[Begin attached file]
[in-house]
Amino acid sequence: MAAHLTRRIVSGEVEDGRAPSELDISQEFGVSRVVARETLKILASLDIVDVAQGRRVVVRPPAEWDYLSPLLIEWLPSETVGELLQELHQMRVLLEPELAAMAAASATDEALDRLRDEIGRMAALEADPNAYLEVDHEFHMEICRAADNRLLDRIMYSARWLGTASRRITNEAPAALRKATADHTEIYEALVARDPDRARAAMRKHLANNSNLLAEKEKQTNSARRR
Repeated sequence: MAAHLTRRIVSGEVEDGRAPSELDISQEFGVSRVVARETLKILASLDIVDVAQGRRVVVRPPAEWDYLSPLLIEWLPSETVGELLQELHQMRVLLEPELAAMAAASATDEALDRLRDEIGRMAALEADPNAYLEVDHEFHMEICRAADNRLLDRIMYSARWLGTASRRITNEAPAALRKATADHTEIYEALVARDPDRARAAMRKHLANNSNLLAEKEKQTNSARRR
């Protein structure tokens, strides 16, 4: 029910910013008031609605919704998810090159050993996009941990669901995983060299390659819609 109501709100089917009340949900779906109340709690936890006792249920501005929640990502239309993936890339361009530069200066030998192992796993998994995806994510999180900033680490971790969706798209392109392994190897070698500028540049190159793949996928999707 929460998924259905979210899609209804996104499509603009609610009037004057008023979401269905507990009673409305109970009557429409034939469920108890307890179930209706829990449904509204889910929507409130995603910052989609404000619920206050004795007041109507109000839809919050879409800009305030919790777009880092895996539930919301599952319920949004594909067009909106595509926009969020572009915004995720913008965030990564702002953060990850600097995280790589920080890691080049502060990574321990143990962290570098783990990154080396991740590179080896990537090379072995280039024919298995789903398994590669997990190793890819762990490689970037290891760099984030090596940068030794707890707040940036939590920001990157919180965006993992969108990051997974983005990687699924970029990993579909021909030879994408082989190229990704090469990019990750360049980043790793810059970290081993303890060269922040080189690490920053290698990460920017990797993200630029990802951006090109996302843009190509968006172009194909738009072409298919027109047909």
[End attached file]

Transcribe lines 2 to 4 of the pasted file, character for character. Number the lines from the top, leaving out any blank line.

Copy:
Amino acid sequence: MAAHLTRRIVSGEVEDGRAPSELDISQEFGVSRVVARETLKILASLDIVDVAQGRRVVVRPPAEWDYLSPLLIEWLPSETVGELLQELHQMRVLLEPELAAMAAASATDEALDRLRDEIGRMAALEADPNAYLEVDHEFHMEICRAADNRLLDRIMYSARWLGTASRRITNEAPAALRKATADHTEIYEALVARDPDRARAAMRKHLANNSNLLAEKEKQTNSARRR
Repeated sequence: MAAHLTRRIVSGEVEDGRAPSELDISQEFGVSRVVARETLKILASLDIVDVAQGRRVVVRPPAEWDYLSPLLIEWLPSETVGELLQELHQMRVLLEPELAAMAAASATDEALDRLRDEIGRMAALEADPNAYLEVDHEFHMEICRAADNRLLDRIMYSARWLGTASRRITNEAPAALRKATADHTEIYEALVARDPDRARAAMRKHLANNSNLLAEKEKQTNSARRR
């Protein structure tokens, strides 16, 4: 029910910013008031609605919704998810090159050993996009941990669901995983060299390659819609 109501709100089917009340949900779906109340709690936890006792249920501005929640990502239309993936890339361009530069200066030998192992796993998994995806994510999180900033680490971790969706798209392109392994190897070698500028540049190159793949996928999707 929460998924259905979210899609209804996104499509603009609610009037004057008023979401269905507990009673409305109970009557429409034939469920108890307890179930209706829990449904509204889910929507409130995603910052989609404000619920206050004795007041109507109000839809919050879409800009305030919790777009880092895996539930919301599952319920949004594909067009909106595509926009969020572009915004995720913008965030990564702002953060990850600097995280790589920080890691080049502060990574321990143990962290570098783990990154080396991740590179080896990537090379072995280039024919298995789903398994590669997990190793890819762990490689970037290891760099984030090596940068030794707890707040940036939590920001990157919180965006993992969108990051997974983005990687699924970029990993579909021909030879994408082989190229990704090469990019990750360049980043790793810059970290081993303890060269922040080189690490920053290698990460920017990797993200630029990802951006090109996302843009190509968006172009194909738009072409298919027109047909």